Ever walk through the grocery store and wonder, what’s the difference between organic and non-GMO labeled foods? So have we! At Urban Remedy, we’ve been investigating the differences between organic and non-genetically modified foods, and here’s what we’ve found…
Here’s the problem: Not all organic foods are completely GMO-free. Shocker!
The term organic refers to the chemical-free process by which food is grown. With that in mind, one would think these organic foods, free of chemicals, are also free of genetic modification, designating them as non-GMO foods. Unfortunately, existing USDA mandates protecting organic crops from GMO contamination fail to recognize the simple truth, that man-made laws have no power when faced with the force of Ms. Mother Nature.
Accidental crop contamination can occur from things like natural cross-pollination of crops by wind or birds carrying seeds from one field to another, or by finding minuscule traces of non-GMO ingredients in animal feed. These uncontrollable instances lead still-organic foods to no longer be completely GMO-free.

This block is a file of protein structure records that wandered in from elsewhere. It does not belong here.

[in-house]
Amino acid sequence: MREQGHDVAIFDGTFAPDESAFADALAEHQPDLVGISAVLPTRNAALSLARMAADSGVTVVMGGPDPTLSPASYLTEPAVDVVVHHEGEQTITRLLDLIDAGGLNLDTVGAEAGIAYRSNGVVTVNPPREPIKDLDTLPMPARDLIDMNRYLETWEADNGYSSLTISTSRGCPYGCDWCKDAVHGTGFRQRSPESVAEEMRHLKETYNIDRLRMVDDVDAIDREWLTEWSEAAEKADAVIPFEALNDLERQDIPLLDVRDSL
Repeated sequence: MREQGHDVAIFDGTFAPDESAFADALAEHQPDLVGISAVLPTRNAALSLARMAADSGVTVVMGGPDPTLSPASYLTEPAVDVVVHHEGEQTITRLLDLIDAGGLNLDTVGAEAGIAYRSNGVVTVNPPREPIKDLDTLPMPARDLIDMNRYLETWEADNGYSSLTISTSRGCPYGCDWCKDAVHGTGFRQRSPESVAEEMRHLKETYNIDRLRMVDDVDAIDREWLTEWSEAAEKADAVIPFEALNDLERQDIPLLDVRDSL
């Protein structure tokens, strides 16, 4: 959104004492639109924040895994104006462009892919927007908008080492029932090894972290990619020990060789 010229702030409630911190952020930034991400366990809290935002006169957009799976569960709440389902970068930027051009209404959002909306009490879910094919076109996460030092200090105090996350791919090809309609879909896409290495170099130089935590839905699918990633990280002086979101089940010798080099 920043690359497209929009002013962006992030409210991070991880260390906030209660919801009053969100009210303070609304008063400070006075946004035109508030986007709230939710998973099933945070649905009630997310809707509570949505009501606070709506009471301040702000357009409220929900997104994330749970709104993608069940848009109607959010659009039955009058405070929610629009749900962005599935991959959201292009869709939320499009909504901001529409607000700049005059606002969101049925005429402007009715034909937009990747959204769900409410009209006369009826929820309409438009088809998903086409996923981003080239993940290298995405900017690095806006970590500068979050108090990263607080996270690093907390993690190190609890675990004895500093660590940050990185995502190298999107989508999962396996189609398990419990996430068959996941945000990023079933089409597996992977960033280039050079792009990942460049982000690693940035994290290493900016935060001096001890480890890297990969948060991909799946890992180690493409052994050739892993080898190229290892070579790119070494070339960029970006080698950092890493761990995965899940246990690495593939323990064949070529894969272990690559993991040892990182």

In fact, according to FDA mandate, the only certifiably non-GMO foods available in grocery stores are those labeled as ‘100% Certified Organic’. However, not all organic foods are labeled as ‘100% Certified Organic’. Some foods are also designated as ‘Certified Organic’ or ‘Made with Organic’, meaning most of their ingredients are organic, but not all. Recipes for products like these can allot between 5%-30% of space for ingredients like corn starch and soy lecithin, two items the USDA lists as non-GMO, but are possibly, not. So tricky!
Surprised by this little loop-hole? Here’s another! Certain antibiotics are also USDA approved for use on organic produce as fire damage preventatives. Yuck!
With this information in mind, we’ve concluded that its better to think of foods labeled as organic as, instead, mostly organic. Your best bet to avoid genetic modification is to stick with foods labeled as ‘100% Certified Organic’ or explicitly as ‘non-GMO’.